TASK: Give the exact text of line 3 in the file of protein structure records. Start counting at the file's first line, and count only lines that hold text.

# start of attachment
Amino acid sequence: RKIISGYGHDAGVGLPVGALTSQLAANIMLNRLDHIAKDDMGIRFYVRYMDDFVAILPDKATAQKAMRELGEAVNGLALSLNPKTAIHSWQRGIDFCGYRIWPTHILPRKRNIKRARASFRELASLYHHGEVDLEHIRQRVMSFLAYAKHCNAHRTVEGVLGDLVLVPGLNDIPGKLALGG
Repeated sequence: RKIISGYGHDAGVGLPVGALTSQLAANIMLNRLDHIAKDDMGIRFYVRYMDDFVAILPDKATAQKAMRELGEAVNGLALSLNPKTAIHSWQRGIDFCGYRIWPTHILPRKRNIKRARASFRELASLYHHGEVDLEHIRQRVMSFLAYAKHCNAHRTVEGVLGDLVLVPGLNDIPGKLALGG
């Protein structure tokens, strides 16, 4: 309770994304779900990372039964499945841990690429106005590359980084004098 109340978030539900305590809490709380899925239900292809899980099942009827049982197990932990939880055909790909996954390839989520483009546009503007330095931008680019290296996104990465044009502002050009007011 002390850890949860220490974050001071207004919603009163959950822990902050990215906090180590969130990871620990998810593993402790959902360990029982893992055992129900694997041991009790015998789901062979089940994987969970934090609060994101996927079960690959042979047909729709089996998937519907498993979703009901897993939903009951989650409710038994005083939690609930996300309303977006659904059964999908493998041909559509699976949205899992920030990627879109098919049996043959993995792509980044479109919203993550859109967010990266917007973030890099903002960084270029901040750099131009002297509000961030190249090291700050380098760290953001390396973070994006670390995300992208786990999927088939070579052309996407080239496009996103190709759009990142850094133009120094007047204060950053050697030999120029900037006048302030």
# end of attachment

């Protein structure tokens, strides 16, 4: 309770994304779900990372039964499945841990690429106005590359980084004098 109340978030539900305590809490709380899925239900292809899980099942009827049982197990932990939880055909790909996954390839989520483009546009503007330095931008680019290296996104990465044009502002050009007011 002390850890949860220490974050001071207004919603009163959950822990902050990215906090180590969130990871620990998810593993402790959902360990029982893992055992129900694997041991009790015998789901062979089940994987969970934090609060994101996927079960690959042979047909729709089996998937519907498993979703009901897993939903009951989650409710038994005083939690609930996300309303977006659904059964999908493998041909559509699976949205899992920030990627879109098919049996043959993995792509980044479109919203993550859109967010990266917007973030890099903002960084270029901040750099131009002297509000961030190249090291700050380098760290953001390396973070994006670390995300992208786990999927088939070579052309996407080239496009996103190709759009990142850094133009120094007047204060950053050697030999120029900037006048302030």